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Japan population shrinks by record in 2010

January 1, 2011

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TOKYO—Japan's population fell by a record amount last year as the number of deaths climbed to an all-time high in the quickly aging country, the government said Saturday.

Japan faces a looming demographic squeeze. Baby boomers are moving toward retirement, with fewer workers and taxpayers to replace them. The Japanese boast among the highest life expectancies in the world but have extremely low birth rates.

Japan logged 1.19 million deaths in 2010 -- the biggest number since 1947 when the health ministry's annual records began. The number of births was nearly flat at 1.07 million.

As a result, Japan contracted by 123,000 people, which was the most ever and represents the fourth consecutive year of population decline. The top causes of death were cancer, heart disease and stroke, the ministry said.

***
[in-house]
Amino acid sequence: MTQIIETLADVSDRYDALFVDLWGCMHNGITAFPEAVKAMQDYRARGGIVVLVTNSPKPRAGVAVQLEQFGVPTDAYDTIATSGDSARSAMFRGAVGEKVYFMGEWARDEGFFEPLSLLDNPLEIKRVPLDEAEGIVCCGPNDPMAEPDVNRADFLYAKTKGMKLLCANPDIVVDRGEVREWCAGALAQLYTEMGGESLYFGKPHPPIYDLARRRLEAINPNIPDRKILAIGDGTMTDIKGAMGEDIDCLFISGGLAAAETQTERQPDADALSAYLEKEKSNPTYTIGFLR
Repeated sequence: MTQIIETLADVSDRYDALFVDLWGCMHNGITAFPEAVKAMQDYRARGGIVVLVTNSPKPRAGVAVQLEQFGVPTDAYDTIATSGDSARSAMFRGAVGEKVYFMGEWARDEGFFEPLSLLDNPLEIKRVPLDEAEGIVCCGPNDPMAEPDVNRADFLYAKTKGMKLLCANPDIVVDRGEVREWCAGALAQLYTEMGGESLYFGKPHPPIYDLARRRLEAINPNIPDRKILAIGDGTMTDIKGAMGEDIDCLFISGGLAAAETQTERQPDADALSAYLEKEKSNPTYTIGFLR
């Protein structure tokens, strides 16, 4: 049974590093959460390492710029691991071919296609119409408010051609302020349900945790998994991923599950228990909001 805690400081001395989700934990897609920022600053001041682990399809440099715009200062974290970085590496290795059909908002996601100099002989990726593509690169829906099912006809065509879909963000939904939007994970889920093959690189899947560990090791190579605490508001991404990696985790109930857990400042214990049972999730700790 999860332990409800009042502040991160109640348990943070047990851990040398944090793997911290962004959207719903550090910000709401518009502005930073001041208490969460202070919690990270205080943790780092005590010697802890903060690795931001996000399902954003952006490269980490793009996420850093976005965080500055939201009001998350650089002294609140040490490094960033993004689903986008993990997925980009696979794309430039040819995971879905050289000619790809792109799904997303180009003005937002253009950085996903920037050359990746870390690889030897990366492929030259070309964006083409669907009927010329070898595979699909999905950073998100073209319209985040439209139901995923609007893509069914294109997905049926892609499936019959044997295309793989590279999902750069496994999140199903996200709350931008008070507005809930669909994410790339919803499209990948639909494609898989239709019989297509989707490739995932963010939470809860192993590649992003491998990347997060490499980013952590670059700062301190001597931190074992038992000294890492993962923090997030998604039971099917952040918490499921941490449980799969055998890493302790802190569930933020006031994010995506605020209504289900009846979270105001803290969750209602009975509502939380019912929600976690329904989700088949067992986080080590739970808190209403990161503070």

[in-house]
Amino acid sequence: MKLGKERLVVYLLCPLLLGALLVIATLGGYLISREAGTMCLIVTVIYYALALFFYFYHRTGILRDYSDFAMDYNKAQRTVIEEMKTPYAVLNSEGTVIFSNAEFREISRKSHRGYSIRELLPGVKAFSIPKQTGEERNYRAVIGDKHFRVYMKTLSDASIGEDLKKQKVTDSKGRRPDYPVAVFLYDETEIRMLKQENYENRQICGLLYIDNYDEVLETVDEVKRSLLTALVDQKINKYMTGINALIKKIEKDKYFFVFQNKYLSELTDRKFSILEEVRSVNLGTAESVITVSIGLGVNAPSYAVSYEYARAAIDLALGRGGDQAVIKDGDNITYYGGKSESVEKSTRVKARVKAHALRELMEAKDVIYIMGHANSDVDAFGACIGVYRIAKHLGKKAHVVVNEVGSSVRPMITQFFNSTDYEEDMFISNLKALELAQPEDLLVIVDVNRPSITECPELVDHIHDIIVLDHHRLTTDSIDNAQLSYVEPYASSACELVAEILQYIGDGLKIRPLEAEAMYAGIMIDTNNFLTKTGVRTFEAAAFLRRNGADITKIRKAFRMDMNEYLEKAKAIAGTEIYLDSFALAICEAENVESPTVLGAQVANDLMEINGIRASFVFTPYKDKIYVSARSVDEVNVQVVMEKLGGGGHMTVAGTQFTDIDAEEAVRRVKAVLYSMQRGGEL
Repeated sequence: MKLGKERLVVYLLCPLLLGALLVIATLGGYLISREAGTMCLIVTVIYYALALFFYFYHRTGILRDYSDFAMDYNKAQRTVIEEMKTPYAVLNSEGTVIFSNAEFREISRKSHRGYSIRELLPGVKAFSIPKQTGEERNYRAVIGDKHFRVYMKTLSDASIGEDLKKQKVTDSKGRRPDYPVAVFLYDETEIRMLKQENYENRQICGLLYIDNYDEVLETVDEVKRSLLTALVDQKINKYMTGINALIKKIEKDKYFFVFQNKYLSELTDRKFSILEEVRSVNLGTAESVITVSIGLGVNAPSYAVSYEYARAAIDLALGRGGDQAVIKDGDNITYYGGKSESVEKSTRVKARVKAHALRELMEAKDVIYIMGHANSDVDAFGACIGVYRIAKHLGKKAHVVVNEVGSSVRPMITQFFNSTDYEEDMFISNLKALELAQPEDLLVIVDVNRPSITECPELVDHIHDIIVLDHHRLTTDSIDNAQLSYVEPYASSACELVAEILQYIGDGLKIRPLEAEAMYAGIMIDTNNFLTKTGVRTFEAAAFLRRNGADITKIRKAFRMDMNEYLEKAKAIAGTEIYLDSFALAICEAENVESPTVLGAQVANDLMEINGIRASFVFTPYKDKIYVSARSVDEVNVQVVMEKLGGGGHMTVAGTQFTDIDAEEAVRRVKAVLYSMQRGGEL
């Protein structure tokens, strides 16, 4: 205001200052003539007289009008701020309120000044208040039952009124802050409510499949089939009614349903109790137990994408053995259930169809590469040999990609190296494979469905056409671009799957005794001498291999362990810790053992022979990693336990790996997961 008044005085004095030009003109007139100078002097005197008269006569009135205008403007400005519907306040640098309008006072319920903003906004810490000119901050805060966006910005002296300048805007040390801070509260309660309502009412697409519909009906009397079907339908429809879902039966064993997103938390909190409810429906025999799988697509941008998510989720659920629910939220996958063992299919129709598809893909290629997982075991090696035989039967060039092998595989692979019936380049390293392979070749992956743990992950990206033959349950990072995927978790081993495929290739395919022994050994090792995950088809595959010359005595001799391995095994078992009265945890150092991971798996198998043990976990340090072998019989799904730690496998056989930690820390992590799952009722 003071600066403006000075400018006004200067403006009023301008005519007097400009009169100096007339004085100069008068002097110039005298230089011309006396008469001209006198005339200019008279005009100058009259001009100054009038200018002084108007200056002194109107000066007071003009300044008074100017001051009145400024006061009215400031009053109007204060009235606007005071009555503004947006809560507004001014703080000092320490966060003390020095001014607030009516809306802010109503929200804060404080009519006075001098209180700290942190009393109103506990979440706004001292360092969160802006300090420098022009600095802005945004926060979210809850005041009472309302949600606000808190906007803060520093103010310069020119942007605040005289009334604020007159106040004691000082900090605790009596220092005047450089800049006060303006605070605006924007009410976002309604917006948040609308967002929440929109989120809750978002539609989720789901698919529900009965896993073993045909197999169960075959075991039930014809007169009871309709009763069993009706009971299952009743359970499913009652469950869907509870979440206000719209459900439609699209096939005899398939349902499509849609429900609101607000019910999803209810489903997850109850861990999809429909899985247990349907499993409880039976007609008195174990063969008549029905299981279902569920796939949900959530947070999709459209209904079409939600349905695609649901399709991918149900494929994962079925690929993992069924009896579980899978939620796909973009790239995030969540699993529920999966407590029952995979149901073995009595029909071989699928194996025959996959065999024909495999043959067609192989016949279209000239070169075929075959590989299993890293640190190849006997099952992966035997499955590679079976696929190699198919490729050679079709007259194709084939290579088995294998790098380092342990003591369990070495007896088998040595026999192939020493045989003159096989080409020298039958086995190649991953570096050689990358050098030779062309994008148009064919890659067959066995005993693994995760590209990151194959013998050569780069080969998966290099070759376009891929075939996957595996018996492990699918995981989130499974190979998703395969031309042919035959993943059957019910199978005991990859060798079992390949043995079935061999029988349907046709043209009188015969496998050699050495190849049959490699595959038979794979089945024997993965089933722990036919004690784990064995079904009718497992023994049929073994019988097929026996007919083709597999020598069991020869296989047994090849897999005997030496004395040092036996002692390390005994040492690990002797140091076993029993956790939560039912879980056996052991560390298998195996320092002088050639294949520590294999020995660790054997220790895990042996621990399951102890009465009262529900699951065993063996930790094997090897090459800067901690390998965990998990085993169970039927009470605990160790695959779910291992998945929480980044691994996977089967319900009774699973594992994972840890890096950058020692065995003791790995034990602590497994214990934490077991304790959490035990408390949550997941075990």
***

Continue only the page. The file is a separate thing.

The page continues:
Japanese aged 65 and older make up about a quarter of Japan's current population. The government projects that by 2050, that figure will climb to 40 percent.

Like in other advanced countries, young people are waiting to get married and choosing to have fewer children because of careers and lifestyle issues.

Saturday's report showed 706,000 marriages registered last year -- the fewest since 1954 and a sign that birth rates are unlikely to jump dramatically anytime soon.

Japan's total population stood at 125.77 million as of October, according to the ministry.

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